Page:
From: The Honorable Matt Cartwright
Sent By:
Bill: H.R. 2670
Date: 7/15/2014

Cosponsor H.R. 2670 – The OPEN Act

Cosponsors (29): Andrews, Brady, Cicilline, Clyburn, Cohen, DeFazio, Ellison, Engel, Enyart, Farr, Fattah, Grayson, Green, Grijalva, Honda, Lowenthal, Lujan Grisham, O’Rourke, Rush, Sanchez, Sanchez, Shea-Porter, Sires, Swalwell, Takano, Tonko, Vargas, Yarmuth

Dear Colleague,

In August 2011, the New York Times ran an editorial urging that the wall of secrecy hiding corporate political spending from a company’s own shareholders be torn down. Nearly two years later, shareholders are still in the dark.

Investors need information in order to hold the companies they own accountable. They have a right to know if their money is being used to fund attack ads, as do union members. As early as 2006, polls revealed that more than 85% of investors think there is too little transparency in corporate political spending[1]. Shareholder proposals requesting disclosure of political spending are now the most common proposals brought at large public companies—more proposals are brought on this issue than any other major corporate-governance issue, including executive pay and board elections.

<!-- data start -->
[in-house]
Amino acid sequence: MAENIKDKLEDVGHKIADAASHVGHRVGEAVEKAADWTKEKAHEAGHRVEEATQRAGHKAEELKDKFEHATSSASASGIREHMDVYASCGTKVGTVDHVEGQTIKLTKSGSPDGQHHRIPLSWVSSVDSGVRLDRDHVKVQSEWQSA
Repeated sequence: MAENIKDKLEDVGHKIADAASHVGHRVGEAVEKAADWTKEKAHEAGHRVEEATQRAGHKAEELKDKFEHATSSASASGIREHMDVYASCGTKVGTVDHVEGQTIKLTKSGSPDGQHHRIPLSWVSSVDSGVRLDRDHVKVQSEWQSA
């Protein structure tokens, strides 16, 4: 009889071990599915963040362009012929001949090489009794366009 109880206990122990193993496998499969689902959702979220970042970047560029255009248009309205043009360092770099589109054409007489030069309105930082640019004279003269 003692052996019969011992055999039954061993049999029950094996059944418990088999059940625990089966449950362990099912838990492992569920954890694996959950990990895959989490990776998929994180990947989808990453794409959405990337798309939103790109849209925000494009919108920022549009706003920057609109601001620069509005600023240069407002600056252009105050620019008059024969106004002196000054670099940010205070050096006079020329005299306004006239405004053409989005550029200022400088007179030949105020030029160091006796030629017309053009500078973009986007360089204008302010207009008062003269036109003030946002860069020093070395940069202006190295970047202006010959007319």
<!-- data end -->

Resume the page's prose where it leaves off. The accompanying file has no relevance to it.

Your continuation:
Of particular concern is the issue of undisclosed corporate donations to non-transparent 501(c)(4)s or “social welfare” groups. Election spending by these groups has grown dramatically in recent years, from $7.6 million in 2004 to more than $256 million in 2012[2]. Groups like Crossroads GPS, the top spender in 2012, and Organizing for Action often focus exclusively on political activity despite the social welfare label. This abuse of 501(c)(4) status allows them to hide their donors, and provides a gigantic loophole for corporations seeking to avoid transparency.

To solve this problem, I have introduced the Openness in Political Expenditures Now (OPEN) Act of 2013.

The OPEN Act:

  • Requires corporations and unions to disclose information on any significant political expenditure as part of their regular, periodic reports to their shareholders or members.

  • Caps the amount of political spending a 501(c)(4) can engage in and still be considered an exclusively social welfare-focused organization at 10% of its annual spending or $10 million annually, whichever is lower.

Please join me in supporting greater transparency and accountability for both corporations and unions. For more information, or to become a cosponsor, please contact Mae Stevens in my office at x-55546 or


Matt Cartwright

Member of Congress